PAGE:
Biological properties of coral GFP-type proteins provide clues for engineering novel optical probes and biosensors
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Type of Work13 pages
conference papers and proceedings
Citation of Original PublicationAnya Salih, Anthony W. Larkum, Thomas W. Cronin, Joerg Wiedenmann, Ron Szymczak, and Guy C. Cox "Biological properties of coral GFP-type proteins provide clues for engineering novel optical probes and biosensors", Proc. SPIE 5329, Genetically Engineered and Optical Probes for Biomedical Applications II, (14 June 2004); doi: 10.1117/12.548926; https://doi.org/10.1117/12.548926
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Green Fluorescent Protein (GFP)
FRET (Förster resonance energy transfer)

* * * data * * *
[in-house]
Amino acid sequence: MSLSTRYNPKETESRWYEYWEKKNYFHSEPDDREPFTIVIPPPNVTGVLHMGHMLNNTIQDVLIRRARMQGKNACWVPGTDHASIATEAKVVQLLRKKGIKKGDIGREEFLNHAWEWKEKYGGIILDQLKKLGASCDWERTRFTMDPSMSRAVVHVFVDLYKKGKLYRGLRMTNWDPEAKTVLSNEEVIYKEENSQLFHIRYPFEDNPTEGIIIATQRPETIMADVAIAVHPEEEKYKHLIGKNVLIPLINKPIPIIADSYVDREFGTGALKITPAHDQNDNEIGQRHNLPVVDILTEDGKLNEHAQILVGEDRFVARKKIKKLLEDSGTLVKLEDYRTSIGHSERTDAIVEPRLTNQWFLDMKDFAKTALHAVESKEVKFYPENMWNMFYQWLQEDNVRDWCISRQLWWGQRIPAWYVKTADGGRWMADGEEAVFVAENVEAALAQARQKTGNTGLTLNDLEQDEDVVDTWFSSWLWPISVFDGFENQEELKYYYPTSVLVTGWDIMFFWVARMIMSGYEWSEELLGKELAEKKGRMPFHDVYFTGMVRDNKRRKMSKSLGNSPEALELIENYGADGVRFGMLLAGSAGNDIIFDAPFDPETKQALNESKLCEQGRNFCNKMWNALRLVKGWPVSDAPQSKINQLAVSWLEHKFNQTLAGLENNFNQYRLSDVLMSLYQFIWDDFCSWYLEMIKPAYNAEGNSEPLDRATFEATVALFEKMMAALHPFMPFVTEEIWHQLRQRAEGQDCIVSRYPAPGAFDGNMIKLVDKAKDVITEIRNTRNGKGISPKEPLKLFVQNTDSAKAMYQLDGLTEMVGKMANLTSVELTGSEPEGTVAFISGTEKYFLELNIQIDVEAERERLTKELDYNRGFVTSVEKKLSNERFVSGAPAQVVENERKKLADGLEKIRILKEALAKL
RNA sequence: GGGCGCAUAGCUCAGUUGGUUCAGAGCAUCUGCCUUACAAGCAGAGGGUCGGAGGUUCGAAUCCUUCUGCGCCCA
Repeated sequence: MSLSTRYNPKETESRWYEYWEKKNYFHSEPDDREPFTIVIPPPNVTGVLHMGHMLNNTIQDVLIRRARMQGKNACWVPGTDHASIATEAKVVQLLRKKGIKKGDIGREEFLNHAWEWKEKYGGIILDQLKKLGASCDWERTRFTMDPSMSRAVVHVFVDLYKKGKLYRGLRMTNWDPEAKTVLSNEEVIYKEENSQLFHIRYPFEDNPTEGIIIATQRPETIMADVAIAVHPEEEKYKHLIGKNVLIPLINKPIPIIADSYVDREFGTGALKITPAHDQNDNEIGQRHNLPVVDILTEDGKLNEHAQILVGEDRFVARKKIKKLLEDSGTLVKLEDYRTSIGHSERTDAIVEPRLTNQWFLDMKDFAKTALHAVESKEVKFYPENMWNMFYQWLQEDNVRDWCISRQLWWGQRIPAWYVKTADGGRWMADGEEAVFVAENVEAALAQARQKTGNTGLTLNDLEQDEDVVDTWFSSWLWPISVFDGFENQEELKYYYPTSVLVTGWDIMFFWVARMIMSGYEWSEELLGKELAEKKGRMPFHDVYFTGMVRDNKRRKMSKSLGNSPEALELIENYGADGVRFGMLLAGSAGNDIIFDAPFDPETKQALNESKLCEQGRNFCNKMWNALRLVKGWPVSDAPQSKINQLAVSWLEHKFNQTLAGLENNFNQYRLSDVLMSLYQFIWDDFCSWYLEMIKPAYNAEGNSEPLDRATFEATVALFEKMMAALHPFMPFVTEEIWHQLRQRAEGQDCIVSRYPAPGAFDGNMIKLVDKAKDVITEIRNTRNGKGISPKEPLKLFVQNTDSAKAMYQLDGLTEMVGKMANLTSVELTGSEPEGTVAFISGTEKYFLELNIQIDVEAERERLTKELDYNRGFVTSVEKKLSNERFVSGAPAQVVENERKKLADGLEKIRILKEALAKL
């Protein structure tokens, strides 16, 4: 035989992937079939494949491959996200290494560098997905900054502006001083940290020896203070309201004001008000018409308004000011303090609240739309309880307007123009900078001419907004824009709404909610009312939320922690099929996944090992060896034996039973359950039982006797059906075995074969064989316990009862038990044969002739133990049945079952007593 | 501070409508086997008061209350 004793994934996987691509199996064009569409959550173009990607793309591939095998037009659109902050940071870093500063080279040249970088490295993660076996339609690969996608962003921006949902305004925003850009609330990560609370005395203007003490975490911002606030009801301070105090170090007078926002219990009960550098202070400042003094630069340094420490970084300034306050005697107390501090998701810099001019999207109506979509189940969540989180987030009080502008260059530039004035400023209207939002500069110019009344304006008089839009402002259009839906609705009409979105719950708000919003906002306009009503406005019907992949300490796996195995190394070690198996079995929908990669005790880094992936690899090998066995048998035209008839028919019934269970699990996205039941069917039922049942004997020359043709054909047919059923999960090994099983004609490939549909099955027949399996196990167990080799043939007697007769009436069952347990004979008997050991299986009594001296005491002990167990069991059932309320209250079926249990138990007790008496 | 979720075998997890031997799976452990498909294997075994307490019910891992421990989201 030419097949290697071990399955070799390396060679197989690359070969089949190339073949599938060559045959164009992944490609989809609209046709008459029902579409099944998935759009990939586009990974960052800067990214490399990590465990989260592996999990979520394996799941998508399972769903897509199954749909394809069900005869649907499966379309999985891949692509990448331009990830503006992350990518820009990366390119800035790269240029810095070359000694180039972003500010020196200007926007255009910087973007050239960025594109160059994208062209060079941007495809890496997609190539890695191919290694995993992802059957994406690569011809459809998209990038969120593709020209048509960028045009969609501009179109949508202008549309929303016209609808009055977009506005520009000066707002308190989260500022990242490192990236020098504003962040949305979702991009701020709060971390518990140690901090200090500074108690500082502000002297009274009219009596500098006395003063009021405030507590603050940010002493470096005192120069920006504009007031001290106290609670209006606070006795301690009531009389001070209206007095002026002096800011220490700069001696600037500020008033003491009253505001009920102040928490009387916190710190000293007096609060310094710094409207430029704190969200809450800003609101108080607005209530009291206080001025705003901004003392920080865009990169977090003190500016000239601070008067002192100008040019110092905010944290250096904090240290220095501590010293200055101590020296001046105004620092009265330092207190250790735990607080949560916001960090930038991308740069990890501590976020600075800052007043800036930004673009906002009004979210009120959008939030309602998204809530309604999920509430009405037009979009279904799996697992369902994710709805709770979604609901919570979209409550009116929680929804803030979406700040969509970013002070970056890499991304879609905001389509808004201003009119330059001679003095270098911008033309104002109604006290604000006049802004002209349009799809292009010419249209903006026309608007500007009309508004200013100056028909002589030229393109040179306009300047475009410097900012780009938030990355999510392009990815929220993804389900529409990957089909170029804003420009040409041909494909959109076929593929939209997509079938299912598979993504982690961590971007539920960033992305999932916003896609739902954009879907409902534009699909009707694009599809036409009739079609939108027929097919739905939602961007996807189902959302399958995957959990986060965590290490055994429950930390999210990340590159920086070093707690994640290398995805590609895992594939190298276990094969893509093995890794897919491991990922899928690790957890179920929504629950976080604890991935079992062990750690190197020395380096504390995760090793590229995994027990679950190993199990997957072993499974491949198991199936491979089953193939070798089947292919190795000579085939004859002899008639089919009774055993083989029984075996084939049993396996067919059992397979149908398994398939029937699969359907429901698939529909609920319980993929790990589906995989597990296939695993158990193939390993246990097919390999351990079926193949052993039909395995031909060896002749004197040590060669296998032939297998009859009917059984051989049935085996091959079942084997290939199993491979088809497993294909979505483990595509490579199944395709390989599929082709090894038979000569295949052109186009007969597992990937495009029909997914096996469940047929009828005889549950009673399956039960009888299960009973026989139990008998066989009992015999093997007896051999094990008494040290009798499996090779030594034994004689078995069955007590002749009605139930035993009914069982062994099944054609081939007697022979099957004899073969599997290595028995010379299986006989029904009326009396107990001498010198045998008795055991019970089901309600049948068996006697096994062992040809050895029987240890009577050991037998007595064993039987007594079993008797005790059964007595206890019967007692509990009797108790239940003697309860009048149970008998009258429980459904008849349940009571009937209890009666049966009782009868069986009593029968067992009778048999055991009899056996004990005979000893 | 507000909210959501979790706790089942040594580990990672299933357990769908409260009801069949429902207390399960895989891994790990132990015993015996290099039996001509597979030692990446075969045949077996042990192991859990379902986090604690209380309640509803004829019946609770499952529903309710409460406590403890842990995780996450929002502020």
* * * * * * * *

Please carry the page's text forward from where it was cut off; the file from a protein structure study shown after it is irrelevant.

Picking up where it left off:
In recent years, a variety of Green Fluorescent Protein (GFP)-like pigments have been discovered from corals and other marine organisms. They are widely used to expand the range of available GFP-type proteins in imaging applications, such as in vivo markers for gene expression and protein localization studies, FRET-based (Förster resonance energy transfer) multicolor imaging and biosensors. They have known diverse optical and biochemical properties but their in vivo spectral properties and biological function in marine organisms is only beginning to be understood. We have investigated their spectral diversity, optical properties and cellular microstructure in corals of the Great Barrier Reef with the aim of elucidating their photo-biological function/s as well as to identify novel proteins suitable for GFP-based technologies. We found numerous spectral variants, with emissions covering almost the full range of the visible spectrum. Many of these GFP-like proteins, especially in corals from the more extreme habitats, such as sun-exposed shallows or in deep water, showed a range of light-related spectral characteristics: high photostability, spectral tuning for energy transfer and dynamic photo-induced transformation properties. Intra-cellularly they were organized into spectral donor-acceptor pairs or even arrays, tuned for FRET. Coral color proteins thus offer an exciting potential to expand the use of the available GFPs in bio-imaging applications and as a basis for improved protein engineering.